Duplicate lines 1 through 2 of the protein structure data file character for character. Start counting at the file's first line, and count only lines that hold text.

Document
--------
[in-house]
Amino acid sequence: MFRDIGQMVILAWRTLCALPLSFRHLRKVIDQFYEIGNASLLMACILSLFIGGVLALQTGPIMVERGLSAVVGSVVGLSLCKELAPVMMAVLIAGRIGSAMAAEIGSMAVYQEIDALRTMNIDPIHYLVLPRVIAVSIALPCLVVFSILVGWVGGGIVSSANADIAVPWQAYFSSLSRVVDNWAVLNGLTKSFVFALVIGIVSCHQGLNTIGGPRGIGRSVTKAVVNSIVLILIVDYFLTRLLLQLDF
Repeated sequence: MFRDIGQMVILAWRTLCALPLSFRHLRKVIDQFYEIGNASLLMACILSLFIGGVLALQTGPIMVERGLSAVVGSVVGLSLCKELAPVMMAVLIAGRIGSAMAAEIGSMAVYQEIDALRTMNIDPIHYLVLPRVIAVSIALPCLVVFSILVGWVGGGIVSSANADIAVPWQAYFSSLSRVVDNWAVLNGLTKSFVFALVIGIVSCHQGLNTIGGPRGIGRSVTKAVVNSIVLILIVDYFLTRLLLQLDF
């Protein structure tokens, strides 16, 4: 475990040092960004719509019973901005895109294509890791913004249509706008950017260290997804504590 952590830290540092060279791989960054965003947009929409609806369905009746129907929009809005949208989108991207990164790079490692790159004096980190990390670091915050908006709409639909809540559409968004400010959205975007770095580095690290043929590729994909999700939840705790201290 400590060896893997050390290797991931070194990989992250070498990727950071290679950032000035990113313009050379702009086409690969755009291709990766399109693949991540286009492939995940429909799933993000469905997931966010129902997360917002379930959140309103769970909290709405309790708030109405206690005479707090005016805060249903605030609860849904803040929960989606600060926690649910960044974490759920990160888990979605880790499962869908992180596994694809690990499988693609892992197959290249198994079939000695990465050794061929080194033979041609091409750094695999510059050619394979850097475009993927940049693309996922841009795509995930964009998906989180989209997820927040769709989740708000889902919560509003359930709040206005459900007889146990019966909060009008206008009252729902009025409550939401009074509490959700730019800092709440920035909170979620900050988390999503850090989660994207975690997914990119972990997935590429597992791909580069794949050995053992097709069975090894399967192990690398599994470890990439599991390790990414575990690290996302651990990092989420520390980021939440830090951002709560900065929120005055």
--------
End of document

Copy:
[in-house]
Amino acid sequence: MFRDIGQMVILAWRTLCALPLSFRHLRKVIDQFYEIGNASLLMACILSLFIGGVLALQTGPIMVERGLSAVVGSVVGLSLCKELAPVMMAVLIAGRIGSAMAAEIGSMAVYQEIDALRTMNIDPIHYLVLPRVIAVSIALPCLVVFSILVGWVGGGIVSSANADIAVPWQAYFSSLSRVVDNWAVLNGLTKSFVFALVIGIVSCHQGLNTIGGPRGIGRSVTKAVVNSIVLILIVDYFLTRLLLQLDF